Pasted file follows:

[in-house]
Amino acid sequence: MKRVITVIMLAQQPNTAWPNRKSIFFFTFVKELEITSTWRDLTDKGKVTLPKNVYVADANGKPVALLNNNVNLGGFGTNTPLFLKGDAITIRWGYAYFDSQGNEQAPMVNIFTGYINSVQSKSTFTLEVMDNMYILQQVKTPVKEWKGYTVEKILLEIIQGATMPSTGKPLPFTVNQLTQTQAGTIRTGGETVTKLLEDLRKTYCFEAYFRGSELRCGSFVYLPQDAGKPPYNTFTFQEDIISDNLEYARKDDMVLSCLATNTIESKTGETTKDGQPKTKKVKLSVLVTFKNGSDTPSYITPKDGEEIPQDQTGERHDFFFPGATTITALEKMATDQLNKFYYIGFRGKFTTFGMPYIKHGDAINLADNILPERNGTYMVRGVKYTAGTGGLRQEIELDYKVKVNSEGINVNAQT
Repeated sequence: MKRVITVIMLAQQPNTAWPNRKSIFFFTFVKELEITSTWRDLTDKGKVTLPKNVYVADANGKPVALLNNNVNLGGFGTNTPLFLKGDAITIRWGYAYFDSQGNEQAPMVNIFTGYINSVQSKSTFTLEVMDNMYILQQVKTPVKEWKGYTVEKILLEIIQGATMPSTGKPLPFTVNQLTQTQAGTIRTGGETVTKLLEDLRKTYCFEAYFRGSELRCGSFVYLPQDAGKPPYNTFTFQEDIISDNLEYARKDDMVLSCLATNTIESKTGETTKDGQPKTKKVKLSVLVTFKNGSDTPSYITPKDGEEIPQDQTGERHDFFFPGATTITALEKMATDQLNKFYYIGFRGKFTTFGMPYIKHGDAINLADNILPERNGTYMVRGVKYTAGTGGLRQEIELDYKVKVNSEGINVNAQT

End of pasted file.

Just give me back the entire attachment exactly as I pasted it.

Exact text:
[in-house]
Amino acid sequence: MKRVITVIMLAQQPNTAWPNRKSIFFFTFVKELEITSTWRDLTDKGKVTLPKNVYVADANGKPVALLNNNVNLGGFGTNTPLFLKGDAITIRWGYAYFDSQGNEQAPMVNIFTGYINSVQSKSTFTLEVMDNMYILQQVKTPVKEWKGYTVEKILLEIIQGATMPSTGKPLPFTVNQLTQTQAGTIRTGGETVTKLLEDLRKTYCFEAYFRGSELRCGSFVYLPQDAGKPPYNTFTFQEDIISDNLEYARKDDMVLSCLATNTIESKTGETTKDGQPKTKKVKLSVLVTFKNGSDTPSYITPKDGEEIPQDQTGERHDFFFPGATTITALEKMATDQLNKFYYIGFRGKFTTFGMPYIKHGDAINLADNILPERNGTYMVRGVKYTAGTGGLRQEIELDYKVKVNSEGINVNAQT
Repeated sequence: MKRVITVIMLAQQPNTAWPNRKSIFFFTFVKELEITSTWRDLTDKGKVTLPKNVYVADANGKPVALLNNNVNLGGFGTNTPLFLKGDAITIRWGYAYFDSQGNEQAPMVNIFTGYINSVQSKSTFTLEVMDNMYILQQVKTPVKEWKGYTVEKILLEIIQGATMPSTGKPLPFTVNQLTQTQAGTIRTGGETVTKLLEDLRKTYCFEAYFRGSELRCGSFVYLPQDAGKPPYNTFTFQEDIISDNLEYARKDDMVLSCLATNTIESKTGETTKDGQPKTKKVKLSVLVTFKNGSDTPSYITPKDGEEIPQDQTGERHDFFFPGATTITALEKMATDQLNKFYYIGFRGKFTTFGMPYIKHGDAINLADNILPERNGTYMVRGVKYTAGTGGLRQEIELDYKVKVNSEGINVNAQT